“A woman’s preaching is like a dog’s walking on his hind legs. It is not done well; but you are surprised to find it done at all.”
I came across this quote from Samuel Johnson, 18th century essayist and critic, when I was first learning to preach. After the initial indignation, I had to smile. If I’m honest, learning to preach as woman did leave me feeling like a circus freak, trying to do something in a way that didn’t come naturally to me, before an audience that sometimes saw me as a novelty. What I would add is that, unlike circus dogs on their hind legs, women learning to preach may also be “performing” amidst outright opposition.
So, given those challenges, when everything around her makes her want to perform and protect, can a woman preacher be herself?
Regardless of where we stand politically, it’s fascinating to watch a nation seriously considering the possibility that their next president may be a woman. A Time Magazine article from earlier this year critiques Hillary Clinton because she’s too much of a politician, offering her these suggestions:
Stop being “nutritious but bland.”
Speak in poetry.
Don’t be too professional.
Don’t use “oratorial switchbacks.”
Don’t take carefully nuanced positions.
Have “Jujitsu cool” in the face of hard questions.
Don’t try to please too many people too much of the time.
Don’t raise your voice to make a point.
Don’t be rote. Be free-form and anarchic and silly and devastating.
Be patient, dignified, self-deprecating, utterly factual and brutally honest (about yourself).
Women have to work hard to be taken seriously in their fields, some have said, harder than men. Then, when they have proven themselves professionally, they are told not to take themselves too seriously. Is it asking too much, for someone who is forging a new path, publicly, and under scrutiny, to be told “Let down your guard”?
When others are deprecating—not only your ability but your identity—do you have the luxury of adding to it with your own self-deprecation?
Preparing for Detractors
These are questions I’ve asked as a female pastor, especially as the first female Lead Pastor (I know of) within my Christian Churches/Churches of Christ movement. When I was asked to be the first female Lead Pastor to preach in the chapel of a conservative Christian college, I knew there would be detractors in the audience. I knew that, even for those who wished me well, I was a novelty. Some came to hear what I had to say but some came just to see if a woman could do it.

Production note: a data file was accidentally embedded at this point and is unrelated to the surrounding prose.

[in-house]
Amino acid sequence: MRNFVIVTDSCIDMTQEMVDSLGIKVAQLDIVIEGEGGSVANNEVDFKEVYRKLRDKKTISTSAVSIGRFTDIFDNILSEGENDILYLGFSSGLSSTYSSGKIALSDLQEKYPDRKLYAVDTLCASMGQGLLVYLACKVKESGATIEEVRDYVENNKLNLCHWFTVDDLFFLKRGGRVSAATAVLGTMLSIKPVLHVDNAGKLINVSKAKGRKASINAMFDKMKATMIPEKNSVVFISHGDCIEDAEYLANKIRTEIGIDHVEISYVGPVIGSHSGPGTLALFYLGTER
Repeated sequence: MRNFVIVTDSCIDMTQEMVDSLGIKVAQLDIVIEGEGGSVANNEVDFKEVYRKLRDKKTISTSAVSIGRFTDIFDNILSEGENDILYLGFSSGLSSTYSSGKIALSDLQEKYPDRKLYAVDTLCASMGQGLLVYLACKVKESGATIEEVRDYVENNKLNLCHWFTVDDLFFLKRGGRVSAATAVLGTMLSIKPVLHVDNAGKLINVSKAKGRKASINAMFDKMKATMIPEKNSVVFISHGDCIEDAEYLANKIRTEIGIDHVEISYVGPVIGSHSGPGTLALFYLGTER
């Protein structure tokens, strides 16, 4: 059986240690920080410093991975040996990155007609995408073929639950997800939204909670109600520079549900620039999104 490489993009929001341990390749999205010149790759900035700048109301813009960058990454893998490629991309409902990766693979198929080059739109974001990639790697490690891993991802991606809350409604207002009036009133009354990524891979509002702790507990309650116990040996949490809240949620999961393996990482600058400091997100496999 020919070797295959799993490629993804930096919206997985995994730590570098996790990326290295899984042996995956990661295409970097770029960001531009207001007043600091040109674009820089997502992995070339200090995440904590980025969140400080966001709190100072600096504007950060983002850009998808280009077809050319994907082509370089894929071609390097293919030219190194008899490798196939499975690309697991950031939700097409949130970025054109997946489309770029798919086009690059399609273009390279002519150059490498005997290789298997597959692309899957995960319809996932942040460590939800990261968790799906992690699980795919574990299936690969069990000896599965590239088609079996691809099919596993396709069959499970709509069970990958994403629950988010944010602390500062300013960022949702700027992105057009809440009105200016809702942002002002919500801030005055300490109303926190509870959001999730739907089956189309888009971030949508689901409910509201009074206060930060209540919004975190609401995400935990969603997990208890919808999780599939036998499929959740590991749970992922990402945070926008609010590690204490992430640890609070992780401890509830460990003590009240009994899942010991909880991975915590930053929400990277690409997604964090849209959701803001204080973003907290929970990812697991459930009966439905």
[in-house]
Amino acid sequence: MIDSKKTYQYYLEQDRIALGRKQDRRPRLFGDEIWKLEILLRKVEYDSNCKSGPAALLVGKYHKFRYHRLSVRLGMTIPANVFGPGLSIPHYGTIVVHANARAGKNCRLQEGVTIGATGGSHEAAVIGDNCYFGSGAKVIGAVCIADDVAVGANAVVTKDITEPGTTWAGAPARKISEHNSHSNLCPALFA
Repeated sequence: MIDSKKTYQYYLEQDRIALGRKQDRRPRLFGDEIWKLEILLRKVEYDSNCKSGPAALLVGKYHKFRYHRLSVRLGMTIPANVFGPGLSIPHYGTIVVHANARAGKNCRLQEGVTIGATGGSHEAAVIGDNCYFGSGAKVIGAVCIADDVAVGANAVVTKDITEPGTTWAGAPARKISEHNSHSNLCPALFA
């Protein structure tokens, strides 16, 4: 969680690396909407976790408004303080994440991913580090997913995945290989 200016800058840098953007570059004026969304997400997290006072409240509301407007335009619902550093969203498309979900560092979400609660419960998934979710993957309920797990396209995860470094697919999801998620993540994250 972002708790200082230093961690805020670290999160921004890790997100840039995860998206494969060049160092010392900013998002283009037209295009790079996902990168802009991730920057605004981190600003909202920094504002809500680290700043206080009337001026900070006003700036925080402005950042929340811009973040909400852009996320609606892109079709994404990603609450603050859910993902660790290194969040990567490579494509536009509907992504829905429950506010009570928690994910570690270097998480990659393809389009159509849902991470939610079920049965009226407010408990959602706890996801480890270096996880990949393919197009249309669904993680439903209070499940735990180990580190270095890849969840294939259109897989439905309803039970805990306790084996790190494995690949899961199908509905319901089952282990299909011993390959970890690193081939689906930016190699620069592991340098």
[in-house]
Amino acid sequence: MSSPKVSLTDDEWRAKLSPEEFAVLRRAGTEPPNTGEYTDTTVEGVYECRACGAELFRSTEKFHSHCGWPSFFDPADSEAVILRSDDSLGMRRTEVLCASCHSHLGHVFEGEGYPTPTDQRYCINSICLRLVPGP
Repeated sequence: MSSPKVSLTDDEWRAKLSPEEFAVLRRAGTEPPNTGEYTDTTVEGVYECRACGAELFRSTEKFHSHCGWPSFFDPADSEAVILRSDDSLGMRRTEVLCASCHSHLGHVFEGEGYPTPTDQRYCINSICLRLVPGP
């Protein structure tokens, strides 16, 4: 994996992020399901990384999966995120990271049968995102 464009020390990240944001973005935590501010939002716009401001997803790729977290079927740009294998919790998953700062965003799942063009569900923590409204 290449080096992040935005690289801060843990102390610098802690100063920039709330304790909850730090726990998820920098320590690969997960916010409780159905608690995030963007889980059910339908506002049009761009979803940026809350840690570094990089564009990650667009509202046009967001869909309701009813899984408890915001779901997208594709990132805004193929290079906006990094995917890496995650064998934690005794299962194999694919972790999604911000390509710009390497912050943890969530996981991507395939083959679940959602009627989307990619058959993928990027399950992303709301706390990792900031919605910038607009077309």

Given that atmosphere, how does a woman prepare her sermon? Every bit of insecurity and self-preservation in me told me to come out strong, to write that sermon so tight and practice it so hard that I was untouchable. If I’m representing my entire gender, I’d better be darn good!Some came to hear what I had to say but some came just to see if a woman could do it. Click To Tweet
But something about that didn’t feel right. I discovered that the only way to find out if women preachers can really be themselves is to try being myself. And so I began my sermon with a long list of my weaknesses. It was terrifying. But I survived. And I heard it blessed others.
As women who preach, the only way we’ll discover if we can be ourselves is by letting ourselves go there a little at a time. It’s excruciating to press through gender stereotypes, to avoid the temptation to speak in a voice not our own. But there’s courage to be found in the trying, as we do the thing we thought would kill us and we survive.
Recently, I had to preach on the crucifixion, a devastating story to tell. I’ve never been able to tell it without tears. As I prepared I felt my anxiety growing, knowing this sermon would force me, publicly, into an emotional place. Part of my anxiety was self-consciousness but part of it was concern that my emotion would be a distraction, that people would worry about me.
I began the sermon by saying, “I’m learning to be myself publicly. If this story brings me to an emotional place, please don’t feel bad for me. Know that what you’re seeing is a woman receiving grace to be herself. And in that I hope you’ll also find grace to be yourself.”
I’m still a long way off from “free-form and anarchic and silly and devastating” but they’re on my list to try next.
Maybe, as we find ways to be ourselves, women will create new ways of leading, and of preaching. Maybe as we do, we will not only find freedom for ourselves but give it to others.Maybe, as we find ways to be ourselves, women will create new ways of leading, and of preaching. Click To Tweet